Hon. Folks, the comparison of Reaganomics to “Tchopanomics” and the use of the expression “It’s Tchopanomics, stupid”, a derivative of Mr. Bill Clinton’s campaign strategist James Carville’s phrase: “[It’s] the economy, stupid” in last week’s article offended the sensibilities of some people. I therefore would like to retract those parts of the article and assure you Folks that, from this public side of the chamber, focus shall always train on issues and never intentionally belittle anyone or the beauty of our diverse cultures.
Which is why, today, we will dwell on corruption, the debilitating vice which is eroding the resources government could use to deliver public goods and services, develop the country, improve people’s living standards and generally, win the poverty-reduction battle.
It was estimated way back in the days when Bakili Muluzi was President and not crime suspect, that corruption coupled with fraud and inefficiency was costing government 30 percent of its revenue or 5 percent of GDP.
Over the years high-level corruption has metamorphosed into an octopus with many sucker-bearing arms. A chain of bad guys in government network with suppliers fleece government of its revenue.
The earliest known case of the malpractice was in the Ministry of Education in the 1990s when K187 million was paid out to contractors who made bogus claims of building classrooms, teacher houses and school perimeter fences in various parts of the country.
The apex of such malpractices was in 2013 when Cashgate—the massive looting of state coffers through bogus claims— was exposed. A subsequent audit by an international firm revealed that cashgate was rampant throughout the period 2009 to 2014, Bingu wa Mutharika’s second term which also saw VP Joyce Banda assuming power after Bingu’s death in April 2012.
Donor reaction was decisive. Likening Malawi’s Public Finance management to a “leaking bucket”, CABS–DfID, Norway, AfDB and World Bank—stopped giving budgetary support and donors started channelling their scaled-down aid off-budget, a loss of confidence in government’s Account Number One!
Under such circumstances, the government which operates on a shoe-string budget should have taken drastic measures against corruption to protect its revenue and restore donor and investor confidence in the economy.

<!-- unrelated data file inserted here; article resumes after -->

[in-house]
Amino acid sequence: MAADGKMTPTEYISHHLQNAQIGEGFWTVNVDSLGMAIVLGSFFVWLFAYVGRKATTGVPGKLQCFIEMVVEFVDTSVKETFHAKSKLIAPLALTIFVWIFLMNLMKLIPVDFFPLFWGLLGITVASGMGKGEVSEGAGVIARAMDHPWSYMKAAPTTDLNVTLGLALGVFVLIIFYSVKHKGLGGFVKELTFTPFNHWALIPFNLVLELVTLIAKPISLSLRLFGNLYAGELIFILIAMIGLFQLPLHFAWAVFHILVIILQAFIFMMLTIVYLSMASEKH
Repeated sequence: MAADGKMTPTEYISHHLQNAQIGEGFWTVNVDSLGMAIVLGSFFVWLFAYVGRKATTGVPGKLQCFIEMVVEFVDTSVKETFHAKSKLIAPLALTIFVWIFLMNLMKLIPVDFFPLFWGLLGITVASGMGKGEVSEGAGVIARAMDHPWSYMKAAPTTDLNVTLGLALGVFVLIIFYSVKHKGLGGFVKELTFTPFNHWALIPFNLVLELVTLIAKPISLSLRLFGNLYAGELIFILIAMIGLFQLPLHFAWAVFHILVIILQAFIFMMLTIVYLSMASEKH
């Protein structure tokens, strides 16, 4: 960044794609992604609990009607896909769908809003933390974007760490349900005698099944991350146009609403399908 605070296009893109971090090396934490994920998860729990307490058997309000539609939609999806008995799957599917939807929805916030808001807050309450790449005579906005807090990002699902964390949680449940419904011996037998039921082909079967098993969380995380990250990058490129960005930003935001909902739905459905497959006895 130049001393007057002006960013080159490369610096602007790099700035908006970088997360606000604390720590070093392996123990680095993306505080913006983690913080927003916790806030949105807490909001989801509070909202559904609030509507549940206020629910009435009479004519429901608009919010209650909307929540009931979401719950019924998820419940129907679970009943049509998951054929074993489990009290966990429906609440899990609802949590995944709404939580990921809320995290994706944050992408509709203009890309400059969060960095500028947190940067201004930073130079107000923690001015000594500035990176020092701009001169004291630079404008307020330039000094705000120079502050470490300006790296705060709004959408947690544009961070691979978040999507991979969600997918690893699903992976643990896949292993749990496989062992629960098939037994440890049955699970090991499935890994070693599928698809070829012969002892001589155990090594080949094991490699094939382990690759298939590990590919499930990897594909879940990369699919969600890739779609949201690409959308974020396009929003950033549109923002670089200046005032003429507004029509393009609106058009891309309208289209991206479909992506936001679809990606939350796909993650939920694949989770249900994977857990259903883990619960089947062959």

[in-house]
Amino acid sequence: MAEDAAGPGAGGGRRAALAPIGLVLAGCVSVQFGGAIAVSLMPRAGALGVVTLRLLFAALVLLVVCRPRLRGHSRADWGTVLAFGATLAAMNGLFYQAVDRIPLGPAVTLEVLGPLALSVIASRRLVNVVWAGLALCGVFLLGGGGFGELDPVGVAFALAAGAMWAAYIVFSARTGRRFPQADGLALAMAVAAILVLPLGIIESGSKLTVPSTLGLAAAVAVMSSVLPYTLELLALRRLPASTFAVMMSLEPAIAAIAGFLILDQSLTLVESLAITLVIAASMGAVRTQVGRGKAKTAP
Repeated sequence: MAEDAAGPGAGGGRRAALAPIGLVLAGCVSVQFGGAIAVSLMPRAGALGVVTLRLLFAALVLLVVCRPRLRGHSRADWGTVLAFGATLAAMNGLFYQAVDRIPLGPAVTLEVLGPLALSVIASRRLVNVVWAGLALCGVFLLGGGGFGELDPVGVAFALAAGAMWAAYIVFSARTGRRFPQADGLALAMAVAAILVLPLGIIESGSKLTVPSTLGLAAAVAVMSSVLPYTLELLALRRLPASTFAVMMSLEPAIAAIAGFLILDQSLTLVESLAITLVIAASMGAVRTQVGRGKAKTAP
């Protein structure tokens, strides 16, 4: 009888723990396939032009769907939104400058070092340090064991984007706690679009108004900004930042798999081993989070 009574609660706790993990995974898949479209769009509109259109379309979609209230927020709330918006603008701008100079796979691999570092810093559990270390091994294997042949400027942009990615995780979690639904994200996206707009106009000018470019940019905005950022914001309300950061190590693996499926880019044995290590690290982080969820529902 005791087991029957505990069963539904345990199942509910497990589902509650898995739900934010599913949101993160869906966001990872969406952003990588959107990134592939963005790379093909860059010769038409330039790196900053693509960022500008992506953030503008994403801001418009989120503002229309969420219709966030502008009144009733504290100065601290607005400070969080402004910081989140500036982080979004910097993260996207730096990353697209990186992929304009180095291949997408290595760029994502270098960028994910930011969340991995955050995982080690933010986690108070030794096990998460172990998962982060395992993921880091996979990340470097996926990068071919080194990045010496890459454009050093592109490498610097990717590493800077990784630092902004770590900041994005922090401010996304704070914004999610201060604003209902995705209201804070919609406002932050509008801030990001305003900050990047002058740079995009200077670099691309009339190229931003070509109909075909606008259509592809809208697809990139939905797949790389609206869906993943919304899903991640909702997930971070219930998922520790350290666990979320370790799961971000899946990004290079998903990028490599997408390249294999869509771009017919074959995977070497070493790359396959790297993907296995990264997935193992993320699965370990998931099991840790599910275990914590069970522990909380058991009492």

Rwandan President Paul Kagame did that from way back the 1990s and John Magufuli who became President of Tanzania a year after our 2014 tripartite elections also did that from day one of his tenure. Results: the two countries are on an enviable transformational trajectory!
Transparency International’s latest global Corruption Perception Index (CPI) report shows Malawi case has not improved an iota in the fight against graft since 2012. In Southern Africa Development Community (Sadc), only Zimbabwe and Mozambique are worse off.
But Zimbabwe’s new broom Emmerson Mnangagwa, just like South Africa’s Cyril Ramaphosa, has vowed to pull no punches in the war against corruption. Should he walk the talk, Zimbabwe—already a much bigger economy than Malawi—will soon claim its place among the middle income countries of the region.
EU hasn’t publically said a word on why it hasn’t remitted the K55 billion grant which was factored into the 2018/19 national budget. What it has done is to say it’s still waiting for the outcomes of the 2017 anti-corruption indaba it sponsored.
Folks, government was banking on that K55 billion and K60 billion from World Bank—also yet to be released—to shore up its recurrent, not development, budget. Now that government has failed to meet its half year revenue targets coupled with the overspending on Admarc bail-out and wages, it’s easy to see how desperate the situation is.
I for one shudder to imagine what fiscal disaster awaits Malawi should the World Bank change its mind on the K60 billion budget support! But with the present levels of corruption, why does the government require convincing that not only donors but investors also are likely to shun Malawi? n